This is a study of international experience in measuring public service productivity. The research informs possible approaches to public sector productivity measurement for the Irish public service. The study focuses on three main aspects of productivity measurement: attempts to develop comparative, cross-national assessments of public sector efficiency and performance; national and sectoral public sector productivity measurement initiatives; and a more micro-level examination of productivity measurement, looking at organisation-based and bottom up initiatives to measure public sector productivity. Comparative cross-national assessments of public sector productivity and performance There has been a growth in recent years in international comparative studies of public sector performance. Some of these explicitly include productivity measurements; others focus more generally on broad performance issues. These international studies provide scope for a comparative assessment of how Ireland is performing, particularly if studies are repeated over time, allowing trends to be established. However, the studies themselves warn of the danger of putting too much faith in drawing comparisons, given qualifications about the type and reliability of data used to generate the indicators in the studies. It is clear that findings are of a tentative nature, and that improvements are needed if such studies are to provide a sound evidence base. In the context of improving the evidence base, the OECD’s Management in Government: Comparative Country Data project, started in 2006, is a significant initiative. National and sectoral public sector productivity measurement initiatives In recent years, various countries at both national and sectoral levels have engaged in productivity measurement initiatives. Brief reviews of progress in the UK, Finland, Sweden and Australia are examined here. This is followed by illustrative examples of productivity measurement in three sectors: health, education and local government. The evidence from national and sectoral studies of public sector productivity measurement is that despite efforts going back to the 1980s, the productivity measures being produced need to be interpreted cautiously. There is also the danger that over-simplistic use of the measures can lead to perverse consequences. Supporting evidence is needed to corroborate the findings of productivity measures. A further general point emerging from the cases examined is the lead role being taken by national statistics offices in public sector productivity measurement initiatives. The involvement of the national statistics offices is required because of a Eurostat directive on developing output measures for the national accounts. National statistics offices also play a lead role in providing quality assurance and guarantees about data reliability and validity. Where similar institutions are providing similar services, it is possible to develop comparative productivity measurements, as examples from the Australian states and from local government show. Using techniques such as frontier analysis it is possible to identify relatively efficient and relatively inefficient organisations. The same cautions as to data reliability and interpretations as raised above, however, still apply. Organisation-based and bottom up initiatives on public sector performance measurement Organisation level productivity measurement is likely to be a feasible and useful tool for those organisations that have clear, identifiable outputs that can be linked to inputs used. These measures do not necessarily need to cover the whole organisation, and may be indicators of productivity for discrete parts of the organisation. Bottom up/service user measurements of performance, such as the time and cost associated with setting up a new business, are being developed in a number of places. While they are not productivity measurements in the strict sense (as they focus on the outputs and broad performance of public sector organisations rather than linking this data to inputs in a direct manner) they do help provide a picture of what value is being delivered by public services in return for the expenditure supports provided. As such, they have a potentially important role to play in productivity measurement when interpreted in a broad sense. Bottom up measures can also be a helpful source of information to provide triangulation data for more conventional productivity studies. Developing a framework for public sector productivity measurement in Ireland Information on public sector productivity in Ireland is limited. So as to develop a broad range of measures of productivity and not rely on single data sources, a framework for the development of productivity measurement is outlined in the table below. This framework proposes that action be taken at a number of levels - cross-national, national and sectoral, and organisation-based and bottom up - to develop information on public sector productivity in Ireland. In this way, a diversity of approaches to productivity measurement can be used to provide a broad picture of productivity developments. The framework draws from lessons learned from the international experience outlined in this study.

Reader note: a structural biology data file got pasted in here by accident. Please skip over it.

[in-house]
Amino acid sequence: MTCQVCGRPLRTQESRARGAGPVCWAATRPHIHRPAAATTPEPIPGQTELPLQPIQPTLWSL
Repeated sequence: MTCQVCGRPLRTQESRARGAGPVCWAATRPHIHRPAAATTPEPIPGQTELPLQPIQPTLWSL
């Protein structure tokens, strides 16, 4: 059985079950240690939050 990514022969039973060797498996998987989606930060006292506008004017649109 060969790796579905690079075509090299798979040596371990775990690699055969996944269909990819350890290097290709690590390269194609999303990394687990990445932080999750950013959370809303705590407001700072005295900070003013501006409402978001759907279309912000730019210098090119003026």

(Anzahl Downloads)

keine Statistikdaten vorhanden

eDoc.ViFaPol ist in BASE recherchierbar:

Wir unterstützen Open Access:
Informationsplattform Open Access

zum Seitenanfang